Juno’s importance in the month of June is echoed on the following folio.  Amongst the remainder of the saints’ days are two miniature roundels.  The first shows the marriage of Hercules and Hebe, who was the cupbearer of the gods and the daughter of Juno and Jupiter.  Hebe was said to have the power to give eternal youth, and June is a month in which one could believe in such things.  The following scene shows two crowned kings greeting one another while holding branches of peace; the rubric is somewhat confusing but it most likely refers to the legendary peace between the Sabine king Titus Tatius and the Roman king Romulus, following which the two jointly ruled over Rome.

Add_ms_18850_f006v_detail1
Add_ms_18850_f006v_detail2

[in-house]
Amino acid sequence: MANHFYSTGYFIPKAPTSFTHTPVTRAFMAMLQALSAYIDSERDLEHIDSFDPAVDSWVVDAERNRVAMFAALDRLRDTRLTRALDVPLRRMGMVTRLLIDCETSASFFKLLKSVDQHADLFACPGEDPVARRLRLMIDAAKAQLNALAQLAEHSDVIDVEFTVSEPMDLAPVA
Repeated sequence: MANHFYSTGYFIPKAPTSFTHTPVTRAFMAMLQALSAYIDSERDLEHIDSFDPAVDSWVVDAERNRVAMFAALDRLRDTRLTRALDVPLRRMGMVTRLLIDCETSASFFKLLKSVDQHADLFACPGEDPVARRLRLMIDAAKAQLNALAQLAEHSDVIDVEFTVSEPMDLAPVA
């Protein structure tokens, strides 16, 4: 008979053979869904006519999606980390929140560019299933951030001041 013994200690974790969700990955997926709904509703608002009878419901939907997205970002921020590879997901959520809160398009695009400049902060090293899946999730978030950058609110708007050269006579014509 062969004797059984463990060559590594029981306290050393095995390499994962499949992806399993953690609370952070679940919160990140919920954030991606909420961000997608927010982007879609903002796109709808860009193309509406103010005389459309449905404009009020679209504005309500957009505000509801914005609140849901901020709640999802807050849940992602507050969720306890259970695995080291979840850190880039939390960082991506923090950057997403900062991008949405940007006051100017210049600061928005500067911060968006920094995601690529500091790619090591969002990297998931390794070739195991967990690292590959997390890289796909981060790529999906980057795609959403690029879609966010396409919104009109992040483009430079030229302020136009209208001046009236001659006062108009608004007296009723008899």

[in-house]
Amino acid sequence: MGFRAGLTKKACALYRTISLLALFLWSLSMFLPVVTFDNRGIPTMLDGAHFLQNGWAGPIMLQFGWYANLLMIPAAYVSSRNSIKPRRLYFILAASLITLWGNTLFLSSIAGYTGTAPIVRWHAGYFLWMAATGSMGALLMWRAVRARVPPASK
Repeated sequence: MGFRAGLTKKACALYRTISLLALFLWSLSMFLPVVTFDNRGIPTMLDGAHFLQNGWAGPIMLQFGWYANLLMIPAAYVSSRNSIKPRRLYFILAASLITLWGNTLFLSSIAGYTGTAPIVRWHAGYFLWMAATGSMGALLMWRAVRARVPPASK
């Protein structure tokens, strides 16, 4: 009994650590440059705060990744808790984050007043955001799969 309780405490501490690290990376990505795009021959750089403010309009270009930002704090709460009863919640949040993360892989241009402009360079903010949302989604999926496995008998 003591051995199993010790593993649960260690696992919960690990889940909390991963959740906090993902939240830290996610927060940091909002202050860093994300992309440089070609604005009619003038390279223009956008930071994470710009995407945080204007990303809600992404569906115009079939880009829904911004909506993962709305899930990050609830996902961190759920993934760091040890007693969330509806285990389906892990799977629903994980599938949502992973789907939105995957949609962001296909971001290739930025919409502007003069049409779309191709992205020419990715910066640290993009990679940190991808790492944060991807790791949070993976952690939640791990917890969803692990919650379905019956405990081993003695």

Detail of marginal roundels of the marriage of Hebe and Hercules and the peace between Titus Tatius and Romulus, from the calendar page for June, Add MS 18850, f. 6v

-  Sarah J Biggs 

26 May 2016

Bede: The Greatest Hits

Add comment

On this day in AD 735 the Venerable Bede died in his monastery of Wearmouth-Jarrow in Anglo-Saxon Northumbria. Bede is most famous for his Ecclesiastical History of the English People, and is often affectionately known as the father of English history. However, this text was written at the end of a long career, in which Bede wrote many works on hagiography, natural science and theology. When another monk of Wearmouth-Jarrow wrote an account of Bede’s death, he described how Bede continued with his scholarly pursuits right up until his final moments. On the anniversary of Bede’s death, it seems fitting to explore some of Bede’s greatest hits, which can be found within the British Library’s manuscript collections.